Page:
Science magazine has a major “news focus” piece ($ub. req’d) arguing the peak is nigh:

Even those who believe there’s plenty of oil left in the ground to meet rising demand are warning that the final crisis could come uncomfortably soon. Although price spikes and drops may recur for years, says [IEA] economist Fatih Birol, “we think the era of cheap oil is over.”

As noted earlier, the IEA report concludes, "Oil price to rebound to $100 when economy recovers, then soar to $200 by 2030."

It’s getting harder and harder to find an optimist” on the outlook for the world oil supply, says Beijing-based petroleum analyst Michael Rodgers of PFC Energy, a consulting company. Indeed, the IEA report as well as one coming from the U.S. Department of Energy’s Energy Information Administration (EIA, confusingly enough) see hints that the world’s oil production could plateau sometime about 2030 if the demand for oil continues to rise. Unless oil-consuming countries enact crash programs to slash demand, analysts say, 2030 could bring on a permanent global oil crunch that will make the recent squeeze look like a picnic.

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That’s right — the IEA report thinks we won’t peak/plateau for over two decades. Needless to say, the peakists are disappointed that even the now-alarmist IEA isn’t sufficiently alarmist.

In a recent memo to fellow peakists, Robert Hirsch wrote, “Many may be tempted to directly challenge the recent IEA World Energy Outlook. I am among those who were very disappointed.” Given the realities of rapidly depleting fields around the world and that we haven’t seen much of supply growth in the last few years, I tend to agree with Hirsch.

Even the IEA recognizes that we need to find the equivalent of six Saudi Arabias in the next 22 years just to stave off the peak until 2030:

Signs of strain may already be emerging. Outside OPEC, oil production has not risen since 2004, even as prices soared. IEA sees no recovery in this non-OPEC production from conventional oil fields. Moreover, it projects that the plateau in conventional oil will turn into a decrease beginning in the middle of the next decade, accelerating through to 2030. Only the growth of production from expensive unconventional sources, such as mining tarry sands in Canada, will keep total non-OPEC production from falling during the next 20 years, according to IEA …

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“Non-OPEC conventional production is definitely at a peak or plateau,” says Rodgers. “That’s starting to make people nervous. It’s not what even pessimistic people anticipated.”

Only massive expansion of climate-destroying unconventional sources like the tar sands can stop a serious decline in non-OPEC oil. Makes one sleep better.

A big part of any problem with slaking the world’s thirst for oil, according to IEA’s report ( [PDF]), is the rapid decline of production from fields past their prime. Any new field produces increasing volumes of oil each year as more and more wells are drilled, but production eventually peaks and, in time, begins to decline. IEA studied 800 fields around the world that had already passed their peak production to see how fast they are declining — a rather rapid 6.7% decline per year, it turns out. And that rate could increase to 8.6% by 2030, IEA says, as the industry turns more and more from waning giant onshore fields to smaller fields and offshore fields, both of which decline faster after peaking.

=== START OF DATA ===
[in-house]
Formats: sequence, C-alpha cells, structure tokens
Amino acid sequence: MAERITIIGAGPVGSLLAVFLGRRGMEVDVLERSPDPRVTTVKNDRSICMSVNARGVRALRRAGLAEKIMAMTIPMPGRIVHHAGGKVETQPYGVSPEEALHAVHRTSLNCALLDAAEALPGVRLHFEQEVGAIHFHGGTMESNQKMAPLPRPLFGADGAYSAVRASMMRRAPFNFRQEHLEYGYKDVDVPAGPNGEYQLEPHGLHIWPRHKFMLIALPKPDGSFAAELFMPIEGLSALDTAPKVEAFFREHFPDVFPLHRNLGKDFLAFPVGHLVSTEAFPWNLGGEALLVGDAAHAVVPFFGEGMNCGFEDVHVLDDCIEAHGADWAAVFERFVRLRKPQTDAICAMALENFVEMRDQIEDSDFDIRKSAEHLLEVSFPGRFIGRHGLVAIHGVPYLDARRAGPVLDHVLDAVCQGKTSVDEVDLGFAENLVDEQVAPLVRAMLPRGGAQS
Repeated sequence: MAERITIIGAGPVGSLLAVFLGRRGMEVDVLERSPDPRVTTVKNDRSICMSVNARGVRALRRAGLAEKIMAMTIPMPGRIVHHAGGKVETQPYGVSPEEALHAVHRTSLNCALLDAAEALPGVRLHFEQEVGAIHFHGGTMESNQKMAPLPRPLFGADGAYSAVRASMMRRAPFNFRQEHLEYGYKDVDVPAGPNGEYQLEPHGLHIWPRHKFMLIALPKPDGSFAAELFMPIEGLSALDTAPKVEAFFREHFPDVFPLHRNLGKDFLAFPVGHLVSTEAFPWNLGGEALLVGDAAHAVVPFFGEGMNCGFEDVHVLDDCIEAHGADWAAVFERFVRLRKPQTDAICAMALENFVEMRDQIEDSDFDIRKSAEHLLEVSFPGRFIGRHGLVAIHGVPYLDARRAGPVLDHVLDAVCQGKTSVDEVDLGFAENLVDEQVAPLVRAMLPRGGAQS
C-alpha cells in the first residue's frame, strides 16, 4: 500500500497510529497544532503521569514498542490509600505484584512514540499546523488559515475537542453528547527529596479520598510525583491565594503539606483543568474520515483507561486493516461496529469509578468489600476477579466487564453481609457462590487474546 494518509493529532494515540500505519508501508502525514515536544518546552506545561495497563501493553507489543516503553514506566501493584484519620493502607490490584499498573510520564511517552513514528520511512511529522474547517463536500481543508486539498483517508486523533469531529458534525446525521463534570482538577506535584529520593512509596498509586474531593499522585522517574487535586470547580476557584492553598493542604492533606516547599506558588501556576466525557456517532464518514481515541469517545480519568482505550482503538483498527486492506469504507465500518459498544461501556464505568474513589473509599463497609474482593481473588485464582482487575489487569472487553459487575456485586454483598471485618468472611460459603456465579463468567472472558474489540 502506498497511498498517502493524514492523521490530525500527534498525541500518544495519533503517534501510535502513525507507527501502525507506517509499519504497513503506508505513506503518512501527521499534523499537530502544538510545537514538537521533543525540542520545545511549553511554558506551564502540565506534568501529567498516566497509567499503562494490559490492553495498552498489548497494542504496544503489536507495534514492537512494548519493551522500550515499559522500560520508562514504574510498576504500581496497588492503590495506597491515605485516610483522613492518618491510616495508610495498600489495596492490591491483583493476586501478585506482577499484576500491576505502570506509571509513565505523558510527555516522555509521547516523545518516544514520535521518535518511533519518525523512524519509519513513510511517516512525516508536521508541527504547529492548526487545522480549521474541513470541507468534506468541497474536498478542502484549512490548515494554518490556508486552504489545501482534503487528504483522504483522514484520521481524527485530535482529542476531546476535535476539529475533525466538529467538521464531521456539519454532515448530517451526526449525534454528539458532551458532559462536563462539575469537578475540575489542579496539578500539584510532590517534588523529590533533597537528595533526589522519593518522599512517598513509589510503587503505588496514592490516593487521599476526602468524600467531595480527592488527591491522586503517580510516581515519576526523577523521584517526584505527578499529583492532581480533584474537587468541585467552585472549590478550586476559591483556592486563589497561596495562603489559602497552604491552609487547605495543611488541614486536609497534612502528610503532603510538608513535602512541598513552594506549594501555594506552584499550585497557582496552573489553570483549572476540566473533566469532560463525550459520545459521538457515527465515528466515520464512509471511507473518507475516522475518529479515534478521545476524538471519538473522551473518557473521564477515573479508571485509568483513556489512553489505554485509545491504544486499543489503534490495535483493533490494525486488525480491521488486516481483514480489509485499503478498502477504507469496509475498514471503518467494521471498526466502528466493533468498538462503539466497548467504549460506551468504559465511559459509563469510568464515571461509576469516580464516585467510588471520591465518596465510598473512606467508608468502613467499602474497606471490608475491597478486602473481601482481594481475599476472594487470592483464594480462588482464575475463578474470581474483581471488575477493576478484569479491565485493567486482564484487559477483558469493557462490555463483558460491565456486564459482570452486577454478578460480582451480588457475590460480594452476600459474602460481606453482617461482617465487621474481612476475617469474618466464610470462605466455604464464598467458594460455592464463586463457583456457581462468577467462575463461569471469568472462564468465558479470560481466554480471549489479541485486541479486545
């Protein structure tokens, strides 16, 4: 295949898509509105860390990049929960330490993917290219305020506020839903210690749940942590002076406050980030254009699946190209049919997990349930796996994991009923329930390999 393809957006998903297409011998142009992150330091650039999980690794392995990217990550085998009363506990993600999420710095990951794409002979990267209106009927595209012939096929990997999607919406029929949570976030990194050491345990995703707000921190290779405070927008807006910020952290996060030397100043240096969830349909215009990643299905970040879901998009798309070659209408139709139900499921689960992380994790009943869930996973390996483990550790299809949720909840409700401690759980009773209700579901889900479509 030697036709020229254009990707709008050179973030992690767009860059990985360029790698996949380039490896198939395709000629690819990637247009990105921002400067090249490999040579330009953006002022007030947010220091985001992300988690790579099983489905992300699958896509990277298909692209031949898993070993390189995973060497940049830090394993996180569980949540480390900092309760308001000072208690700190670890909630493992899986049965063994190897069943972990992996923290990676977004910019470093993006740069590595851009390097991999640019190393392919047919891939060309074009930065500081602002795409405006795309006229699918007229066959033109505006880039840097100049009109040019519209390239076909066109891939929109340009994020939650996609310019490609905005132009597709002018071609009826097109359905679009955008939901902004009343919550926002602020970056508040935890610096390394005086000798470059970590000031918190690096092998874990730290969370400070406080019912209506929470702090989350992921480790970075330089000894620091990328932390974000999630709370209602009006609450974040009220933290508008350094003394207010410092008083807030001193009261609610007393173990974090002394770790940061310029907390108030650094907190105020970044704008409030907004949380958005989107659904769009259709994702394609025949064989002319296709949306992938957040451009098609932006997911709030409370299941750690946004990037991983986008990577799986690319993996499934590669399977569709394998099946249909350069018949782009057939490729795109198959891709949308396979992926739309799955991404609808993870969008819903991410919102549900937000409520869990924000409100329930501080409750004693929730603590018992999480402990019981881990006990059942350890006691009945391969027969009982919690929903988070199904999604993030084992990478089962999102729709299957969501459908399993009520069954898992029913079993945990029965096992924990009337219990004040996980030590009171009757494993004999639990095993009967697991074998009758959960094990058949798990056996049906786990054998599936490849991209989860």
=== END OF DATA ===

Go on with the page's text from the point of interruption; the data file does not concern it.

The decline rate “is a major challenge in itself,” says Birol. “We have found that if we want to stand still — that is, continue producing 85 million barrels per day — for the next 22 years, we need new production of 45 million barrels per day to compensate for the decline. That means four Saudi Arabias.” Add on a demand increase of the sort seen the past couple of decades — equivalent to another two Saudi Arabias — and the world will have to work that much harder to meet rising demand, Birol says.

So why isn’t the IEA even more alarmist? My guess is that the once-bland international energy institute is suffering a bit from the alarmist fatigue, what with the IEA being quite clear that peak oil is not even being the biggest energy problem we face.

In its first look ever beyond 2030, the U.S. EIA is finding even less support for a rosy oil scenario than IEA is. Its report is yet to be released, but EIA’s Glen Sweetnam of the Washington, D.C., offices outlined preliminary results at an EIA conference in April ( [PDF]) …

Things look fine right through the rest of the century if, starting now, the whole world severely curbs its appetite for oil, the EIA analysis suggests. In this low-demand scenario, the lingering demand for oil could be met even if the nondemand factors were unfavorable.

The U.S. Energy Information Administration has been blander and more cautious than the IEA for many years now. If they are becoming more pessimistic, it is time to start hoarding!

The energy agencies “have done a good job of describing the fix we’re in,” says energy analyst David Greene of Oak Ridge National Laboratory in Knoxville, Tennessee. “They’re recognizing that the non-OPEC world won’t be able to increase production much if at all. The IEA correctly points out the massive investment required” to meet any increase in demand. In fact, it’s not clear to Greene or other analysts that OPEC has any intention of upping production to keep the price of oil relatively low, which would not be in its self-interest. Better to keep more oil in the ground, pinching supply, and sell that oil later at a higher price. And some OPEC countries, such as Iran and Iraq, may not be capable of making the required investment, even though they have the oil.

So where exactly are the six new Saudi Arabias going to come from?

The bottom line is we are going to peak/plateau before 2030.

This post was created for, a project of the Center for American Progress Action Fund.